Why Keith Richards had to get rid of Donald Trump


Keith Richards and Mick JaggerImage copyright
Reuters

Image caption

Richards and Jagger are in rehearsals for their tour which starts on Saturday in Dublin

Rolling Stones star Keith Richards says he can’t be bothered to get angry any more – but the last time he did was nearly 30 years ago with Donald Trump.

“He [Trump] was the promoter for us in Atlantic City [during 1989’s Steel Wheels Tour],” he told the BBC.

“[It was billed as] ‘Donald Trump presents the Rolling Stones’ [with the band’s name written in miniature].”

“I got out my trusty blade, stuck it in the table and said: ‘You have to get rid of this man!'”

He joked: “Now America has to get rid of him. Don’t say I didn’t warn you!”

And he wasn’t the only one talking politics.

Image copyright
EPA

Image caption

Trump chose You Can’t Always Get What You Want to be played after his victory speech

Ahead of the band’s No Filter Tour, frontman Mick Jagger spoke about Brexit.

“I’m not really happy with the status quo. In the UK I think we’re going through a difficult moment. It’s very hard to understand all the difficulties we’re having with Brexit.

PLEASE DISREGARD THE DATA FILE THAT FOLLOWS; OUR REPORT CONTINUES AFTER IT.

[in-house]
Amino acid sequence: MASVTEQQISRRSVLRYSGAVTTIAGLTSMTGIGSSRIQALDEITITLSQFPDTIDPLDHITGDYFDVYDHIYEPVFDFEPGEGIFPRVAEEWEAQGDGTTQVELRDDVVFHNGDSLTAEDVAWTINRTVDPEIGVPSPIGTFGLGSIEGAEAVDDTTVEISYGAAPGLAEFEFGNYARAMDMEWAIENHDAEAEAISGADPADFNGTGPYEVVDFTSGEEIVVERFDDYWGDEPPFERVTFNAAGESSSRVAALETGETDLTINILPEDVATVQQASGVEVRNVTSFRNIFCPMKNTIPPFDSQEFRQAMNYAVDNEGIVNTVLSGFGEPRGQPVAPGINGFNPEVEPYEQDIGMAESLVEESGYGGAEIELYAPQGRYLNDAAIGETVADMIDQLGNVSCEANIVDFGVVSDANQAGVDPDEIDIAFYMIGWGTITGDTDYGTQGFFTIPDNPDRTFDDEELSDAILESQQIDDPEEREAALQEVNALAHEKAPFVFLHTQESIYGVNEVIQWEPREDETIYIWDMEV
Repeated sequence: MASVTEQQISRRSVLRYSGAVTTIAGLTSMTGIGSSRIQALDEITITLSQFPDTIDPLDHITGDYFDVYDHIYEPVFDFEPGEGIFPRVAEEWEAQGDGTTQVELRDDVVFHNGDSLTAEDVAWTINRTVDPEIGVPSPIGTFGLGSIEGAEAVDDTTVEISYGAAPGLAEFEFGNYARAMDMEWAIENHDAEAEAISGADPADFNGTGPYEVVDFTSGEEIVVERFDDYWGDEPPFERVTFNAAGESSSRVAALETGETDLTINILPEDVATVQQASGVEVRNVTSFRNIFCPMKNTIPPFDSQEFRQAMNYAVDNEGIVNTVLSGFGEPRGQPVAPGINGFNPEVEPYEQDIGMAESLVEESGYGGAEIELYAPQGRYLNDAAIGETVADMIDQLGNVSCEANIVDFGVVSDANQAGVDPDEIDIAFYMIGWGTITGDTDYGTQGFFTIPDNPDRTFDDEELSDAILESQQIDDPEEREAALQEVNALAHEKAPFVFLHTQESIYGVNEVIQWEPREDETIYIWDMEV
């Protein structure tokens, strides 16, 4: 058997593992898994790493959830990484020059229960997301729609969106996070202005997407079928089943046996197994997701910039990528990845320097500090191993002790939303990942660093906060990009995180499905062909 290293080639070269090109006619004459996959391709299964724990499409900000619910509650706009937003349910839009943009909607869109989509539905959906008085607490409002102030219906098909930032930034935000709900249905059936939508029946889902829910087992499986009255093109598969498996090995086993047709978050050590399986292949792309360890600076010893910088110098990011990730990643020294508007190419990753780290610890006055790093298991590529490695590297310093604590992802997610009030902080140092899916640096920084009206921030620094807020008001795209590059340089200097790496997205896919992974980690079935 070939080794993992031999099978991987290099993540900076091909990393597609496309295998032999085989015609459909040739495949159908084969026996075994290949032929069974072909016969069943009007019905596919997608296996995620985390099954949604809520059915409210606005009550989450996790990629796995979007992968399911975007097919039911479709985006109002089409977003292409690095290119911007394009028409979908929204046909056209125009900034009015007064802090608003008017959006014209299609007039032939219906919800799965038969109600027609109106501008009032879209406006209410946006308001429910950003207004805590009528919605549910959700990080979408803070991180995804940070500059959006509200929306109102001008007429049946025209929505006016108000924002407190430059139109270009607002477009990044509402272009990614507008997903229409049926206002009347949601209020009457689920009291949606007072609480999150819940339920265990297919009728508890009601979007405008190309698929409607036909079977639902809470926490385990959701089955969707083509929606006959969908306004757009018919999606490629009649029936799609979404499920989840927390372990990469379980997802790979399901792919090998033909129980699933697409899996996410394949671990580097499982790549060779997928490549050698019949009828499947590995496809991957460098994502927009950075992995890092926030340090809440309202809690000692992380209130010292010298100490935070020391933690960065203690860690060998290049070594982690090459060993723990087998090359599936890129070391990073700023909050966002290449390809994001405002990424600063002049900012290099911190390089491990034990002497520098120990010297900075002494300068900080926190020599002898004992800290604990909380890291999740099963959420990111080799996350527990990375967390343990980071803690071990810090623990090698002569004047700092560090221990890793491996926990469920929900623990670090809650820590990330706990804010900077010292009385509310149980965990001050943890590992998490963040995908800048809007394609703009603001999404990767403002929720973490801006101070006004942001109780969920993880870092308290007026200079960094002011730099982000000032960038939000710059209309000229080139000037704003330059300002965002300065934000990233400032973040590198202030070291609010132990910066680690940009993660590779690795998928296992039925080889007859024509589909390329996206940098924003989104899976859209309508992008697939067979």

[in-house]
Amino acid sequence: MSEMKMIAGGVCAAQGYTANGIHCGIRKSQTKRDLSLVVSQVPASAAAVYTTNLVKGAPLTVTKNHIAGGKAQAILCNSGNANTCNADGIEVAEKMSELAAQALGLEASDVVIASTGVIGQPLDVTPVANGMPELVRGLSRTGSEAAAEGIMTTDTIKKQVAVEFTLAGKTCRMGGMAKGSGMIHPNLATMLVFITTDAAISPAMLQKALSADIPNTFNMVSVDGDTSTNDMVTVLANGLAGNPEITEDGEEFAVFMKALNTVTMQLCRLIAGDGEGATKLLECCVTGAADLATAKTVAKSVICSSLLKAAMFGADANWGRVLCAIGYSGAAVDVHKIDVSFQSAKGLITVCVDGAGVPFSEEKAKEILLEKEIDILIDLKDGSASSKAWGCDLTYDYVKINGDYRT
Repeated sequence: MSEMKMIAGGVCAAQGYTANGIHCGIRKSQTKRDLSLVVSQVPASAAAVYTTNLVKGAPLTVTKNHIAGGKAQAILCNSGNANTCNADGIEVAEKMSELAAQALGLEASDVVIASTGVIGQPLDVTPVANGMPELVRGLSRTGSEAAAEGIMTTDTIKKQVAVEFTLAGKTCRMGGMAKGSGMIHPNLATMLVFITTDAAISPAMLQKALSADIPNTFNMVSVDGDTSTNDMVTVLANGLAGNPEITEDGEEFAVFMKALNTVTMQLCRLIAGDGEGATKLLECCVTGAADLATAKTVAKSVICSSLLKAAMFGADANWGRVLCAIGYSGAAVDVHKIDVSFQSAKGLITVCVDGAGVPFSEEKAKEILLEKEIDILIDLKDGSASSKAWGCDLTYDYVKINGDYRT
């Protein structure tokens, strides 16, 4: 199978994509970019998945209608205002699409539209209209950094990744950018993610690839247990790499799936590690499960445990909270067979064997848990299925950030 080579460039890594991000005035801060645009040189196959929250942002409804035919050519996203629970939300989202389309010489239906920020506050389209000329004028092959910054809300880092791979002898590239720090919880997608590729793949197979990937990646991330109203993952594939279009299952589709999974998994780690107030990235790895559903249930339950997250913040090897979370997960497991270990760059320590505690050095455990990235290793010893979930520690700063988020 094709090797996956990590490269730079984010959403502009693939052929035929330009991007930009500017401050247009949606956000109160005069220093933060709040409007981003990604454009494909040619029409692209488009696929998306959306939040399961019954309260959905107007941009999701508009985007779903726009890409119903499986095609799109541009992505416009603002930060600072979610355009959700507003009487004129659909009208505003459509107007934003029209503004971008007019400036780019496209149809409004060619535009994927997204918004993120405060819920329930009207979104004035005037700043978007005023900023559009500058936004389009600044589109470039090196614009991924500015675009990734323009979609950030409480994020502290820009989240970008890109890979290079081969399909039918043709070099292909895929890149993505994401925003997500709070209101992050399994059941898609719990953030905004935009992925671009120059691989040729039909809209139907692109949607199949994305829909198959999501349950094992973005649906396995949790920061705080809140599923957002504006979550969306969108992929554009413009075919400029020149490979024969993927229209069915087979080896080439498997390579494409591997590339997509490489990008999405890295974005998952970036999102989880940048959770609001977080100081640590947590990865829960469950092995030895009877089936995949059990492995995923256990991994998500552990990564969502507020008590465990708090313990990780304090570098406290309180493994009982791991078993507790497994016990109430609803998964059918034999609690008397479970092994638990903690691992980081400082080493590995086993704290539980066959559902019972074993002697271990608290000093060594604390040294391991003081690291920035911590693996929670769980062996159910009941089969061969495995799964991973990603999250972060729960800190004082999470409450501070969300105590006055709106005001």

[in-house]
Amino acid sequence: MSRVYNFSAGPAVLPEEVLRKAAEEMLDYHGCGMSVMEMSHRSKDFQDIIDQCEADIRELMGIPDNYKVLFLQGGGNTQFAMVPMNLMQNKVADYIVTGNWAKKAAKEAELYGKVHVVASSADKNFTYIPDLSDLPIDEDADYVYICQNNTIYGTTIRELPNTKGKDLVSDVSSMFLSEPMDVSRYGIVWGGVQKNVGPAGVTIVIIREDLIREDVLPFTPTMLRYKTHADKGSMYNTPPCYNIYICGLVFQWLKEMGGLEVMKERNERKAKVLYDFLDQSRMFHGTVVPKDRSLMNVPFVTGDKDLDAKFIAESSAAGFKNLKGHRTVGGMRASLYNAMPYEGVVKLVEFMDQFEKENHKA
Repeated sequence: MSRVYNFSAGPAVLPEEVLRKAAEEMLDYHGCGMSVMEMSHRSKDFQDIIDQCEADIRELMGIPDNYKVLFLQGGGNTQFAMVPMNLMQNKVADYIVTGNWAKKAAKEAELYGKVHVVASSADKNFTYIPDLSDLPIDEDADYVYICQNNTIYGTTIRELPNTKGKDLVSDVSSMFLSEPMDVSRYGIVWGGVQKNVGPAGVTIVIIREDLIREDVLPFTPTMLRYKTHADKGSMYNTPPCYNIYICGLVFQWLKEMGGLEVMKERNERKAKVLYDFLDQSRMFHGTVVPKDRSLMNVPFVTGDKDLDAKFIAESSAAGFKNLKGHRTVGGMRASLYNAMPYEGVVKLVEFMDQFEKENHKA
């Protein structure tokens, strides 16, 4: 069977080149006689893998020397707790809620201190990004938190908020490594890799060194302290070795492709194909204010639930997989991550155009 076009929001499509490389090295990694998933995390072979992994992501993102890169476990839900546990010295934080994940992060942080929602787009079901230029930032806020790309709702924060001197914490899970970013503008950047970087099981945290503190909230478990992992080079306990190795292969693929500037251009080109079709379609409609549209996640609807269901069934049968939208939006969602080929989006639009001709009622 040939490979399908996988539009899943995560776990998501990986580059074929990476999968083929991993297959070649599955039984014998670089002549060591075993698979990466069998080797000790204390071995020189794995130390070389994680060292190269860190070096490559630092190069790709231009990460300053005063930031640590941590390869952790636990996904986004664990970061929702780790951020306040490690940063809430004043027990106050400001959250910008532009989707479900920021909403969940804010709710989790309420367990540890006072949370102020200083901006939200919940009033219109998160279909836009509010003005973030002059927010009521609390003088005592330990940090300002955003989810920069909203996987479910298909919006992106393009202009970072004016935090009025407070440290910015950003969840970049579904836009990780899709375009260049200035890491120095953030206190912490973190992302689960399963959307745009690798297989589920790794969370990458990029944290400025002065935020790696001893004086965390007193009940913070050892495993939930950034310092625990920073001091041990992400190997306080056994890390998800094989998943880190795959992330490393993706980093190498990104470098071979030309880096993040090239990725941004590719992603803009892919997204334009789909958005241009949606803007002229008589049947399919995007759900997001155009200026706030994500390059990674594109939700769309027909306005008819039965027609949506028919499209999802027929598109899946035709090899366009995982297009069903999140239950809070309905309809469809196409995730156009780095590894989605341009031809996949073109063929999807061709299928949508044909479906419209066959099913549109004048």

“The current government seems to be having a very hard time to navigate through it. Everyone would like to see a fast resolution and a united front rather than a split.”

‘Weird existence’

He also referred to Trump’s choice of song to follow his victory speech when he became US president last year, the band’s You Can’t Always Get What You Want.

“It’s a funny song for a play-out song – a drowsy ballad about drugs in Chelsea! It’s kind of weird. He couldn’t be persuaded to use something else.”

Jagger says he’s still enjoying being a rock star but admits he doesn’t know what else he could do.

“I’ve really done little else in my life – it’s a bit limiting. It’s a very cloistered, weird existence. I’m very happy to do it but I don’t know about much else.”

The tour kicks off on 17 May in Dublin before taking in several UK dates followed by concerts in France, Germany, the Czech Republic and Poland.


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